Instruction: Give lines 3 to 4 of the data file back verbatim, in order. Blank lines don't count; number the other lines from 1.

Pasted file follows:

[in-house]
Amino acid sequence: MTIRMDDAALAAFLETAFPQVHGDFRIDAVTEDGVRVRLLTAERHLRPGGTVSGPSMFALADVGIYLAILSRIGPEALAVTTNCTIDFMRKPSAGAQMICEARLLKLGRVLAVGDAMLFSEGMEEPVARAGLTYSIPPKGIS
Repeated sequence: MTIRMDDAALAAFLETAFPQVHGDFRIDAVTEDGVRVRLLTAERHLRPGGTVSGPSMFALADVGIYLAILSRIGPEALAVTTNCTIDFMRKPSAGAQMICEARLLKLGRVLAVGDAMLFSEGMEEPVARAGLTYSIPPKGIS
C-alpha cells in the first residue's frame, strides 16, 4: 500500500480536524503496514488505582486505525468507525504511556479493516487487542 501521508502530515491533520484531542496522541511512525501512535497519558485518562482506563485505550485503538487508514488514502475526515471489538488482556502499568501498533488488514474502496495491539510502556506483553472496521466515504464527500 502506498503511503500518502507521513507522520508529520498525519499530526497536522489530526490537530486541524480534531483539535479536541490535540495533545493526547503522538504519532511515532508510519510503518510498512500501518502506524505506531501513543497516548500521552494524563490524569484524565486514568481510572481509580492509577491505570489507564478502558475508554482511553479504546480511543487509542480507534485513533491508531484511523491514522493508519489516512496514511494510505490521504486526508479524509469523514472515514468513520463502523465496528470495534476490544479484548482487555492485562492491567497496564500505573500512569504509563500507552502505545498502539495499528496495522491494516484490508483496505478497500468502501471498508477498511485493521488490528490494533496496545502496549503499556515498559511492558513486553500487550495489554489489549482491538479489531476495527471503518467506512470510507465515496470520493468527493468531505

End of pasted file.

Repeated sequence: MTIRMDDAALAAFLETAFPQVHGDFRIDAVTEDGVRVRLLTAERHLRPGGTVSGPSMFALADVGIYLAILSRIGPEALAVTTNCTIDFMRKPSAGAQMICEARLLKLGRVLAVGDAMLFSEGMEEPVARAGLTYSIPPKGIS
C-alpha cells in the first residue's frame, strides 16, 4: 500500500480536524503496514488505582486505525468507525504511556479493516487487542 501521508502530515491533520484531542496522541511512525501512535497519558485518562482506563485505550485503538487508514488514502475526515471489538488482556502499568501498533488488514474502496495491539510502556506483553472496521466515504464527500 502506498503511503500518502507521513507522520508529520498525519499530526497536522489530526490537530486541524480534531483539535479536541490535540495533545493526547503522538504519532511515532508510519510503518510498512500501518502506524505506531501513543497516548500521552494524563490524569484524565486514568481510572481509580492509577491505570489507564478502558475508554482511553479504546480511543487509542480507534485513533491508531484511523491514522493508519489516512496514511494510505490521504486526508479524509469523514472515514468513520463502523465496528470495534476490544479484548482487555492485562492491567497496564500505573500512569504509563500507552502505545498502539495499528496495522491494516484490508483496505478497500468502501471498508477498511485493521488490528490494533496496545502496549503499556515498559511492558513486553500487550495489554489489549482491538479489531476495527471503518467506512470510507465515496470520493468527493468531505